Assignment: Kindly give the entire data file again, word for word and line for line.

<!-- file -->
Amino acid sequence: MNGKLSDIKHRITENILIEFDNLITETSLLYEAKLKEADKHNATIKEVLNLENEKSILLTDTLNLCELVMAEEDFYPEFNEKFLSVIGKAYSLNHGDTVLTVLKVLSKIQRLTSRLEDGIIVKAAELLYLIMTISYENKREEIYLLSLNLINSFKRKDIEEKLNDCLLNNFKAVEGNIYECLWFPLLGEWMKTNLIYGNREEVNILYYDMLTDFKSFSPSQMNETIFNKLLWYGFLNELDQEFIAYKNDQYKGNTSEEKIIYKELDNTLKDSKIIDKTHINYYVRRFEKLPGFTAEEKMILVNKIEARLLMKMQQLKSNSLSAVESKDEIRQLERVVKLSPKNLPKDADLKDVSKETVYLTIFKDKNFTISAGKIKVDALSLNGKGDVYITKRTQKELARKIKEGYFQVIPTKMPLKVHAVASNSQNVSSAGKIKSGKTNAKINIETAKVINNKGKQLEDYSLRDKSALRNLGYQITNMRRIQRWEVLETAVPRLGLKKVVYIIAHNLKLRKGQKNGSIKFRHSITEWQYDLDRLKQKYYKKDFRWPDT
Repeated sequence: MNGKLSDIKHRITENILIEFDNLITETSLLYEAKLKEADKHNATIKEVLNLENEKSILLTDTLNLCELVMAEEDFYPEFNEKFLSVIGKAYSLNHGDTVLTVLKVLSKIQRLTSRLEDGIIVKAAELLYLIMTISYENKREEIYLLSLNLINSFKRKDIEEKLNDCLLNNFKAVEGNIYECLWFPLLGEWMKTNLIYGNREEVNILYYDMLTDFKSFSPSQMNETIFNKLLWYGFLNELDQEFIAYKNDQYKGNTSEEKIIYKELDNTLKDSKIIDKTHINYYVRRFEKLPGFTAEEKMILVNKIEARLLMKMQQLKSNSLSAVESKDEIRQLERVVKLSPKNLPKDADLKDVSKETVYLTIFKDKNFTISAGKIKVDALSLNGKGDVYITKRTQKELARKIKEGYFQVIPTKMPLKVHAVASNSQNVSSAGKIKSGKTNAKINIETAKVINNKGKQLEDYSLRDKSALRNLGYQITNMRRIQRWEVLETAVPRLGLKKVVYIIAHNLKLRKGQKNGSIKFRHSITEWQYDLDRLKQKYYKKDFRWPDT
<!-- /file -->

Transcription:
Amino acid sequence: MNGKLSDIKHRITENILIEFDNLITETSLLYEAKLKEADKHNATIKEVLNLENEKSILLTDTLNLCELVMAEEDFYPEFNEKFLSVIGKAYSLNHGDTVLTVLKVLSKIQRLTSRLEDGIIVKAAELLYLIMTISYENKREEIYLLSLNLINSFKRKDIEEKLNDCLLNNFKAVEGNIYECLWFPLLGEWMKTNLIYGNREEVNILYYDMLTDFKSFSPSQMNETIFNKLLWYGFLNELDQEFIAYKNDQYKGNTSEEKIIYKELDNTLKDSKIIDKTHINYYVRRFEKLPGFTAEEKMILVNKIEARLLMKMQQLKSNSLSAVESKDEIRQLERVVKLSPKNLPKDADLKDVSKETVYLTIFKDKNFTISAGKIKVDALSLNGKGDVYITKRTQKELARKIKEGYFQVIPTKMPLKVHAVASNSQNVSSAGKIKSGKTNAKINIETAKVINNKGKQLEDYSLRDKSALRNLGYQITNMRRIQRWEVLETAVPRLGLKKVVYIIAHNLKLRKGQKNGSIKFRHSITEWQYDLDRLKQKYYKKDFRWPDT
Repeated sequence: MNGKLSDIKHRITENILIEFDNLITETSLLYEAKLKEADKHNATIKEVLNLENEKSILLTDTLNLCELVMAEEDFYPEFNEKFLSVIGKAYSLNHGDTVLTVLKVLSKIQRLTSRLEDGIIVKAAELLYLIMTISYENKREEIYLLSLNLINSFKRKDIEEKLNDCLLNNFKAVEGNIYECLWFPLLGEWMKTNLIYGNREEVNILYYDMLTDFKSFSPSQMNETIFNKLLWYGFLNELDQEFIAYKNDQYKGNTSEEKIIYKELDNTLKDSKIIDKTHINYYVRRFEKLPGFTAEEKMILVNKIEARLLMKMQQLKSNSLSAVESKDEIRQLERVVKLSPKNLPKDADLKDVSKETVYLTIFKDKNFTISAGKIKVDALSLNGKGDVYITKRTQKELARKIKEGYFQVIPTKMPLKVHAVASNSQNVSSAGKIKSGKTNAKINIETAKVINNKGKQLEDYSLRDKSALRNLGYQITNMRRIQRWEVLETAVPRLGLKKVVYIIAHNLKLRKGQKNGSIKFRHSITEWQYDLDRLKQKYYKKDFRWPDT